“Zero one flight check.”


    Chuck’s aircraft boldly emerges from the adjacent shelter at a surprisingly fast taxi. I follow closely, on the upwind side of the taxiway.

    “Kef tower, Sloe Gin Zero One Flight, taxi, airborne order time zero five.

    “(Heavy accent) Zero one taxi into poseetion und hold, cleared for take-off, your discretion.”

    “Roger, cleared to go, Zero one flight, let’s go button four.” Unlike our civilian counterparts, we always changed to departure control frequency before takeoff. That made flying formation much simpler. If this were a daytime mission, I would expect Chuck to give me the runup signal visually. Since it is very dark, there is none.   I hear Chuck’s engine start to roar. I ease the power up slowly so as not to skid on the packed snow, 70, 75, 80 (skid) back down to 78 per cent. I will wait until the take-off roll to check full power. Lead is rolling, his afterburner lights with a (normal) terrific explosion. I look away from the blinding white plume. My airplane shakes. Five, ten, fifteen, twenty seconds; I release the brakes and move the throttle up to full military (non afterburner) power. The gauges look good. I push the throttle outboard into afterburner. The exhaust pressure ratio gauge dips and then recovers as the afterburner nozzles first open then the burner lights. I feel a dull thud and a kick of additional acceleration. Ahead, lead is rotating and disappears in a swirl of stirred up snow. Now I have a hundred twenty five knots, and start the stick back to rotate. Just a grunt more back stick, then I’m airborne. Gear up, dampers on, radar return to search, drop tanks on. I run the radar antenna a little up. I am careful to hold that climb, as there are 6,000 ft. mountains ahead. I take a peek into the scope: one, two, three sweeps…there he is coming out of the ground clutter about 2 ½ miles ahead.

    “(Yawn) Two is tied on.” The boredom in my voice belies the pounding in my chest.


    Lead levels off at 35,000 ft. in the clear. I can’t catch him until he pulls the power back for level off. Gradually, the little circle in the radar scope rotates to show my overtake increasing. My 100 knots of overtake in the blackness is revealed only by the quiet precision of the radar. Far ahead is the faint but rhythmic flashing of a red rotating beacon. My vision cannot detect the overtake.   Soon, I join up very close. That makes me feel a little less threatened by the night. It’s darker that the inside of that proverbial cow’s stomach out here tonight. Chuck yaws his airplane, the signal to loosen the formation, a little more violently than usual. I sense that he is a little aggravated with me for flying so close and thus pushing his wing up with the deflected air from my wing. I settle down for the long drive at 50 feet from his wing tip. The aurora is modestly spectacular tonight. It looks like a huge curtain whose bottom is about thirty degrees up from the horizon. The colors are beautiful, red, white, and green. It flutters as if in a breeze, then abruptly jumps to the left, then to the right. Without Chuck to fly formation on, I would be tempted to roll to level my wings with the bottom of the aurora, rather than the real horizon.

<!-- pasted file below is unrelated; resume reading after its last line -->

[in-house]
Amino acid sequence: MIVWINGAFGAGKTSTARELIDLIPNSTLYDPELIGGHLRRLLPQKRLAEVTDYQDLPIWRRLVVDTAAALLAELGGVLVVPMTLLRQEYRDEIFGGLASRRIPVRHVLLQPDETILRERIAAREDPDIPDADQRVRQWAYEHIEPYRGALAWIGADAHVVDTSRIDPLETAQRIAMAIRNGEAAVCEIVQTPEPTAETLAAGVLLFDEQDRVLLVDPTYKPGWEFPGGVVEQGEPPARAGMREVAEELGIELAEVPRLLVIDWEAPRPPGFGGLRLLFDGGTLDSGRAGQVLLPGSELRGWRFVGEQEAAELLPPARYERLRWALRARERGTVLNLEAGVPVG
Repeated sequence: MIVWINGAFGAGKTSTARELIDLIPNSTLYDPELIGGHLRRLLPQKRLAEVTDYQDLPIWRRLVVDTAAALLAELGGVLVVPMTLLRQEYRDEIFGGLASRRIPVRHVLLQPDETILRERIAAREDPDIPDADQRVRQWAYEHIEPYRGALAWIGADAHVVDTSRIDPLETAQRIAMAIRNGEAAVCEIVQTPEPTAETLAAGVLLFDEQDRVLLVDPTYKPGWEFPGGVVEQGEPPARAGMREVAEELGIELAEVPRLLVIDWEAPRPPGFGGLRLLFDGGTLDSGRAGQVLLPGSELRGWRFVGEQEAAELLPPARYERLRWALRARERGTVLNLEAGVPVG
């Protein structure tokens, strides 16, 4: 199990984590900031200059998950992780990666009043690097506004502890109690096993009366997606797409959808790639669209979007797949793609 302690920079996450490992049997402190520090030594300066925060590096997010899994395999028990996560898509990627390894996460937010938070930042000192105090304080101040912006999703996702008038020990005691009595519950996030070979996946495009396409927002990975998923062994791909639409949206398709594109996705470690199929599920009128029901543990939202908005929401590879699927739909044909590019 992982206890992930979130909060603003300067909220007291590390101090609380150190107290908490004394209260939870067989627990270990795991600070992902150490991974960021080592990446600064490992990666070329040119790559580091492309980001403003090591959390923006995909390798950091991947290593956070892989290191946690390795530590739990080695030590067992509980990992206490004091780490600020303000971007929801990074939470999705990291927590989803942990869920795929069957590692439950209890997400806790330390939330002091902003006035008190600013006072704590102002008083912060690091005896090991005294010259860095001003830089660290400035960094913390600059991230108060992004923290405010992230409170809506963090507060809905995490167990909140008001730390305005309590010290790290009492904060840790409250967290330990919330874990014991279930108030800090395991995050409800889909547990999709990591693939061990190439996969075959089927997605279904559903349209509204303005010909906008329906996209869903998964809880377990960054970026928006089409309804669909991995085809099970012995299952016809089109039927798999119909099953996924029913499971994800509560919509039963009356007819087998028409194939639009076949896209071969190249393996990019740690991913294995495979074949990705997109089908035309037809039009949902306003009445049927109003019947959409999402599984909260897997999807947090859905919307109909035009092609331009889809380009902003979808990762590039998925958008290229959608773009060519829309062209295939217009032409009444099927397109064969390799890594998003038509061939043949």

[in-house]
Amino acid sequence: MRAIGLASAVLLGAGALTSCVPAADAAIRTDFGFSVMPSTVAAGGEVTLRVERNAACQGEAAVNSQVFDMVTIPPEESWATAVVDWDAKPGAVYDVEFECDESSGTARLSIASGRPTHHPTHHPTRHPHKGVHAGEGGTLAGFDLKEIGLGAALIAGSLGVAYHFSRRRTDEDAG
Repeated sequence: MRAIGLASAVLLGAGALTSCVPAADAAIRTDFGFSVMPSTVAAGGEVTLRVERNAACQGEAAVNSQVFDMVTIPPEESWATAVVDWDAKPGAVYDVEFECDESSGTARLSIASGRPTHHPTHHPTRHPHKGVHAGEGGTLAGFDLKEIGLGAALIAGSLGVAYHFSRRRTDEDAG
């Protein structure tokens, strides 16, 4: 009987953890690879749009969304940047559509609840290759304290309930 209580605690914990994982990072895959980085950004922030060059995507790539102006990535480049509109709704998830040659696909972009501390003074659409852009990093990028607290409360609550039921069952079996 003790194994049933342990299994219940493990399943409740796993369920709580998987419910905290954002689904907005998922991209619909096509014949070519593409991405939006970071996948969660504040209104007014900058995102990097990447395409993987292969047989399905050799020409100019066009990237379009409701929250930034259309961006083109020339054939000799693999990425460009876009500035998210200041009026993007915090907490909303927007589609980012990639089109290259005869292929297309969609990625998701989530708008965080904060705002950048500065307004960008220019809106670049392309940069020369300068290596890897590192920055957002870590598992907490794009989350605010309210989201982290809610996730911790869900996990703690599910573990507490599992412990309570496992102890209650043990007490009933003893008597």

“Sloe Gin zero one flight, this is Drainage Control. You have two targets zero six zero for a hundred and twenty.”

    “Zero One.”

    Shortly – there they are – about five miles apart – No, not out there, in the scope.

    “Don, looks like we’ll be below bingo when we get there, you take number two Bear, I’ll take the lead one.” (Regulations forbid us to split up. We should position one fighter up and back so as to be able to launch an attack if the Russians become aggressive. Chuck has decided that we will rely on their usual good nature to expedite tonight’s mission.) Bingo fuel to Leuchars is the number of pounds of fuel on board at the completion of the intercept, which will guarantee minimum fuel on Landing (1200 pounds). That number is 200 pounds more that I’ve got, but chasing the Bears south will put us a little closer to Scotland and should reduce bingo a bit as we go.

    I recheck the armament switches safe and lock the radar on to the trailing Bear. I can hear his engines, but I have no perspective other than his rotating beacon.   The “Min Range” warning flashes on the scope. There is a big silhouette ahead – the roar of his turboprops is now thunderous in the cockpit. I can feel the vibrations through the rudder pedals. In a few seconds I can see him well enough to pull along side.

    I am very careful not to pull the throttle back too abruptly. I tried that once, when I first arrived in Iceland, and it didn’t work very well for me. On that occasion I was joining up on a Bear and pulled the throttle all the way to idle. When I arrived along side the big aircraft, I quickly pushed it back up to join. The F-102 doesn’t like that and it says so by generating an “off idle compressor stall.” Nothing in aviation is more frightening and less harmful.   The engine belched fire out the intake ducts and made a horrible noise. It was so bad, that I think it even frightened the Bear crew a little. No, they likely had seen it before and were laughing at me.